The University of South Florida’s Optical Oceanography Lab has released a report stating that the anticipated massive seaweed bloom in Florida earlier this year has seen a significant decrease in size. According to October’s report, there was an estimated 150,000 metric tons of sargassum seaweed in the Caribbean Sea throughout the month, with most of it dissipating by the end of October. Additionally, there was minimal sargassum in the Gulf of Mexico and almost half of it in the Central Atlantic was located west of the African coast.
Scientists believe that these numbers are much smaller compared to previous years, even for this time frame. They predict that there will be little to no sargassum present in all regions by November. Furthermore, if a new sargassum bloom is to occur for 2024, scientists believe that the first indications will appear in December.
Earlier this year, concerns were raised about the potential impact of a large sargassum bloom on Florida beaches when scientists were worried about its effects on people and marine life. However, with recent reports suggesting a decrease in size and movement of the seaweed, it has become less of a concern.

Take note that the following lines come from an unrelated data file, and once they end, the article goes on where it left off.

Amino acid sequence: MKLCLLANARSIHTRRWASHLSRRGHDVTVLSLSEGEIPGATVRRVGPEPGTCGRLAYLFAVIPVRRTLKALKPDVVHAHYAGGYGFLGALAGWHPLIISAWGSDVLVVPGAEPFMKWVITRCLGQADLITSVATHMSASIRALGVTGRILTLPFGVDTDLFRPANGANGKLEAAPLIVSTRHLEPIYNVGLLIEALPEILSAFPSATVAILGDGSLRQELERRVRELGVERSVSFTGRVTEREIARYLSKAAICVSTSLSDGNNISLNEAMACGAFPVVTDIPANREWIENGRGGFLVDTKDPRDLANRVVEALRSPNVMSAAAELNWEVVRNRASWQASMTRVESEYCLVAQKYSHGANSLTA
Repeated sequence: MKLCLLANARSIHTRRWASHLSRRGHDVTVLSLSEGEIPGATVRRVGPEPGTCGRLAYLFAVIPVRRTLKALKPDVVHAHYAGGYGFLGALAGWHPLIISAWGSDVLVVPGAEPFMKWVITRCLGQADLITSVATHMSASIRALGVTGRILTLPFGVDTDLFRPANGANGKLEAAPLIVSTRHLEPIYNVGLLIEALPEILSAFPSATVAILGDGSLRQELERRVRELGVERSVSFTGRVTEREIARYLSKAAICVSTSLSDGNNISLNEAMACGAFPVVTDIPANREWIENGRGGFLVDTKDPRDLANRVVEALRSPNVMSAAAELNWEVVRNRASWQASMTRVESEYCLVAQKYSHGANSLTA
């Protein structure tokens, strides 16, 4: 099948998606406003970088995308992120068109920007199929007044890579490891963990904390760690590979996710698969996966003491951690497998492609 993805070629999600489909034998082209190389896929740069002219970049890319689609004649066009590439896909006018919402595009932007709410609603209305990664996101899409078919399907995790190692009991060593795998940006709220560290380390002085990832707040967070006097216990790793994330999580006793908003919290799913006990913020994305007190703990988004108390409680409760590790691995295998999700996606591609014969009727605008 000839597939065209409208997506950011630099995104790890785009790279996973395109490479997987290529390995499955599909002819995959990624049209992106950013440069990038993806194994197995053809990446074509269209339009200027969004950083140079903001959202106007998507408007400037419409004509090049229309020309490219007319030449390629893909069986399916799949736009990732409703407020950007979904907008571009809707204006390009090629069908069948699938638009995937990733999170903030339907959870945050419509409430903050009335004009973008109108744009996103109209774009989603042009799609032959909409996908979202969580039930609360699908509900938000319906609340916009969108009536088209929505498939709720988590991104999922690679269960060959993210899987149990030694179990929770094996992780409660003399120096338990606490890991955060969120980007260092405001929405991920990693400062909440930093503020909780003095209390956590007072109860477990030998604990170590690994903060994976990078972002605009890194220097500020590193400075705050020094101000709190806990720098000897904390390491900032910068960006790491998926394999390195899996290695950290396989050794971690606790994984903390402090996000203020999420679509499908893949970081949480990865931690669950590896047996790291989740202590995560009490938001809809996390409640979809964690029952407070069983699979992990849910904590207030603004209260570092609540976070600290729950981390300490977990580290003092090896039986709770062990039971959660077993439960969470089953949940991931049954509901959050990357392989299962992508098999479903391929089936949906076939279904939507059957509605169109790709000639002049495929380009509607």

In June and July, researchers noted that the seaweed was shrinking and moving further alleviating worries about its impact on Florida beaches. This news is positive as it prevents a foul smell caused by toxic gas emitted by rotten eggs from affecting people with respiratory problems and also reduces fears about flesh-eating bacteria Vibrio spreading along coastlines. Scientists are closely monitoring this situation and will continue to provide updates on their website.
To learn more about this topic or for further information on this topic you can watch an episode of “Talk to Tom” featuring Chief Meteorologist Tom Sorrells discussing the Great Atlantic Sargassum Belt with one of the researchers studying this phenomenon on USF’s website.